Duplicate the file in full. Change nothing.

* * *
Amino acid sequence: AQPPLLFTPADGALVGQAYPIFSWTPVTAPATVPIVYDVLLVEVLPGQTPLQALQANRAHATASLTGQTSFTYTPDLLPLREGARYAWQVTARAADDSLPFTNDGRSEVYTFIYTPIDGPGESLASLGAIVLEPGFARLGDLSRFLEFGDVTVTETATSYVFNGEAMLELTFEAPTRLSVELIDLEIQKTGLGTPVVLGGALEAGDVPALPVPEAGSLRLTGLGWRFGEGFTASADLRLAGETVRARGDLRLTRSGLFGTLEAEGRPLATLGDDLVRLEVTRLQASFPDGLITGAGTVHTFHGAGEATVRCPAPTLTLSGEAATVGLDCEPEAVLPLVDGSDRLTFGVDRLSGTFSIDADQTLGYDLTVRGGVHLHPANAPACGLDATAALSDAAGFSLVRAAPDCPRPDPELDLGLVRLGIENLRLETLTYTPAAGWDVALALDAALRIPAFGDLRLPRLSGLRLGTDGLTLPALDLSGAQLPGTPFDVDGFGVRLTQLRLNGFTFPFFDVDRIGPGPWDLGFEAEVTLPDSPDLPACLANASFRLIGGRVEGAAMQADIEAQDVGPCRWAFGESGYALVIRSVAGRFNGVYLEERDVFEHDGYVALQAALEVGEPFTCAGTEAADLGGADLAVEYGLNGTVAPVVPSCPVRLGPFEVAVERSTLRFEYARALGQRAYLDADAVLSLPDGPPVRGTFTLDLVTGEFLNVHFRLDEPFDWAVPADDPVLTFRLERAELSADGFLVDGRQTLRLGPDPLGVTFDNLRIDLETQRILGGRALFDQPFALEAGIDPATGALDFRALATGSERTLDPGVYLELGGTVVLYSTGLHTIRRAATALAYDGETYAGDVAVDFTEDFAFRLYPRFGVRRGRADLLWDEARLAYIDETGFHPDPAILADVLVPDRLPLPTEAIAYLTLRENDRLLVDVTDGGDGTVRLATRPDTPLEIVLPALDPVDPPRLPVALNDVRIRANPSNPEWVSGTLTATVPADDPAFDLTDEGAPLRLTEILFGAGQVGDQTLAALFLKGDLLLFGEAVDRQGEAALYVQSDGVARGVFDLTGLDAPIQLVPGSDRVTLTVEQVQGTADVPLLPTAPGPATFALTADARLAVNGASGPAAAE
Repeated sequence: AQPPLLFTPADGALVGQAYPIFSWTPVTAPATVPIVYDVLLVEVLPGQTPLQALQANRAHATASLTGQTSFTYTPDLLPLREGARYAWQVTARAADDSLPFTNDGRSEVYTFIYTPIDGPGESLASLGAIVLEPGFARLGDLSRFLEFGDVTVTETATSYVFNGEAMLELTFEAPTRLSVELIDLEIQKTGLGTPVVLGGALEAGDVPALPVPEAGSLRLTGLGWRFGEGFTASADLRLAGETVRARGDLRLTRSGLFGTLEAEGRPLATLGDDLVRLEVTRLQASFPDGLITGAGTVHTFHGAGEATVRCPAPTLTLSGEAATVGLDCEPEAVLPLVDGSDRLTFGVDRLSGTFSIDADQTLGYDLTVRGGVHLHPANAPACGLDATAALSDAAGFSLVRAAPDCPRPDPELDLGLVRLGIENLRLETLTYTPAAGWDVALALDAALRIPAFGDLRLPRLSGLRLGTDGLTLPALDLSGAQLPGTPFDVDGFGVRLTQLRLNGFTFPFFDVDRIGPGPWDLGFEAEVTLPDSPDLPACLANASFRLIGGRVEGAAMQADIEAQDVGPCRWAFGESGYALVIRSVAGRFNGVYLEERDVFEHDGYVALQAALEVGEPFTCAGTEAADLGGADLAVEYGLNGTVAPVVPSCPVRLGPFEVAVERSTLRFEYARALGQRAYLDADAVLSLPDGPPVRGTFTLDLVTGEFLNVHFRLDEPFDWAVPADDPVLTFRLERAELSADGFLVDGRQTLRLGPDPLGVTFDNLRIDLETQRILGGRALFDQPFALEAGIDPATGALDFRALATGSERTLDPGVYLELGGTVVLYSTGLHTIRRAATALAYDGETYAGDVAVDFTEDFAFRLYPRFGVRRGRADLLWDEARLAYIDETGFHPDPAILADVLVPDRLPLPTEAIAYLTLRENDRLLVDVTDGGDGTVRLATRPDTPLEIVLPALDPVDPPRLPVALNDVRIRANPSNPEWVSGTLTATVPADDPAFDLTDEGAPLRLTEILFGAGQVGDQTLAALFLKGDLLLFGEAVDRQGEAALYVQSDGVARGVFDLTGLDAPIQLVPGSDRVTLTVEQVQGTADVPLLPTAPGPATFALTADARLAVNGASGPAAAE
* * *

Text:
Amino acid sequence: AQPPLLFTPADGALVGQAYPIFSWTPVTAPATVPIVYDVLLVEVLPGQTPLQALQANRAHATASLTGQTSFTYTPDLLPLREGARYAWQVTARAADDSLPFTNDGRSEVYTFIYTPIDGPGESLASLGAIVLEPGFARLGDLSRFLEFGDVTVTETATSYVFNGEAMLELTFEAPTRLSVELIDLEIQKTGLGTPVVLGGALEAGDVPALPVPEAGSLRLTGLGWRFGEGFTASADLRLAGETVRARGDLRLTRSGLFGTLEAEGRPLATLGDDLVRLEVTRLQASFPDGLITGAGTVHTFHGAGEATVRCPAPTLTLSGEAATVGLDCEPEAVLPLVDGSDRLTFGVDRLSGTFSIDADQTLGYDLTVRGGVHLHPANAPACGLDATAALSDAAGFSLVRAAPDCPRPDPELDLGLVRLGIENLRLETLTYTPAAGWDVALALDAALRIPAFGDLRLPRLSGLRLGTDGLTLPALDLSGAQLPGTPFDVDGFGVRLTQLRLNGFTFPFFDVDRIGPGPWDLGFEAEVTLPDSPDLPACLANASFRLIGGRVEGAAMQADIEAQDVGPCRWAFGESGYALVIRSVAGRFNGVYLEERDVFEHDGYVALQAALEVGEPFTCAGTEAADLGGADLAVEYGLNGTVAPVVPSCPVRLGPFEVAVERSTLRFEYARALGQRAYLDADAVLSLPDGPPVRGTFTLDLVTGEFLNVHFRLDEPFDWAVPADDPVLTFRLERAELSADGFLVDGRQTLRLGPDPLGVTFDNLRIDLETQRILGGRALFDQPFALEAGIDPATGALDFRALATGSERTLDPGVYLELGGTVVLYSTGLHTIRRAATALAYDGETYAGDVAVDFTEDFAFRLYPRFGVRRGRADLLWDEARLAYIDETGFHPDPAILADVLVPDRLPLPTEAIAYLTLRENDRLLVDVTDGGDGTVRLATRPDTPLEIVLPALDPVDPPRLPVALNDVRIRANPSNPEWVSGTLTATVPADDPAFDLTDEGAPLRLTEILFGAGQVGDQTLAALFLKGDLLLFGEAVDRQGEAALYVQSDGVARGVFDLTGLDAPIQLVPGSDRVTLTVEQVQGTADVPLLPTAPGPATFALTADARLAVNGASGPAAAE
Repeated sequence: AQPPLLFTPADGALVGQAYPIFSWTPVTAPATVPIVYDVLLVEVLPGQTPLQALQANRAHATASLTGQTSFTYTPDLLPLREGARYAWQVTARAADDSLPFTNDGRSEVYTFIYTPIDGPGESLASLGAIVLEPGFARLGDLSRFLEFGDVTVTETATSYVFNGEAMLELTFEAPTRLSVELIDLEIQKTGLGTPVVLGGALEAGDVPALPVPEAGSLRLTGLGWRFGEGFTASADLRLAGETVRARGDLRLTRSGLFGTLEAEGRPLATLGDDLVRLEVTRLQASFPDGLITGAGTVHTFHGAGEATVRCPAPTLTLSGEAATVGLDCEPEAVLPLVDGSDRLTFGVDRLSGTFSIDADQTLGYDLTVRGGVHLHPANAPACGLDATAALSDAAGFSLVRAAPDCPRPDPELDLGLVRLGIENLRLETLTYTPAAGWDVALALDAALRIPAFGDLRLPRLSGLRLGTDGLTLPALDLSGAQLPGTPFDVDGFGVRLTQLRLNGFTFPFFDVDRIGPGPWDLGFEAEVTLPDSPDLPACLANASFRLIGGRVEGAAMQADIEAQDVGPCRWAFGESGYALVIRSVAGRFNGVYLEERDVFEHDGYVALQAALEVGEPFTCAGTEAADLGGADLAVEYGLNGTVAPVVPSCPVRLGPFEVAVERSTLRFEYARALGQRAYLDADAVLSLPDGPPVRGTFTLDLVTGEFLNVHFRLDEPFDWAVPADDPVLTFRLERAELSADGFLVDGRQTLRLGPDPLGVTFDNLRIDLETQRILGGRALFDQPFALEAGIDPATGALDFRALATGSERTLDPGVYLELGGTVVLYSTGLHTIRRAATALAYDGETYAGDVAVDFTEDFAFRLYPRFGVRRGRADLLWDEARLAYIDETGFHPDPAILADVLVPDRLPLPTEAIAYLTLRENDRLLVDVTDGGDGTVRLATRPDTPLEIVLPALDPVDPPRLPVALNDVRIRANPSNPEWVSGTLTATVPADDPAFDLTDEGAPLRLTEILFGAGQVGDQTLAALFLKGDLLLFGEAVDRQGEAALYVQSDGVARGVFDLTGLDAPIQLVPGSDRVTLTVEQVQGTADVPLLPTAPGPATFALTADARLAVNGASGPAAAE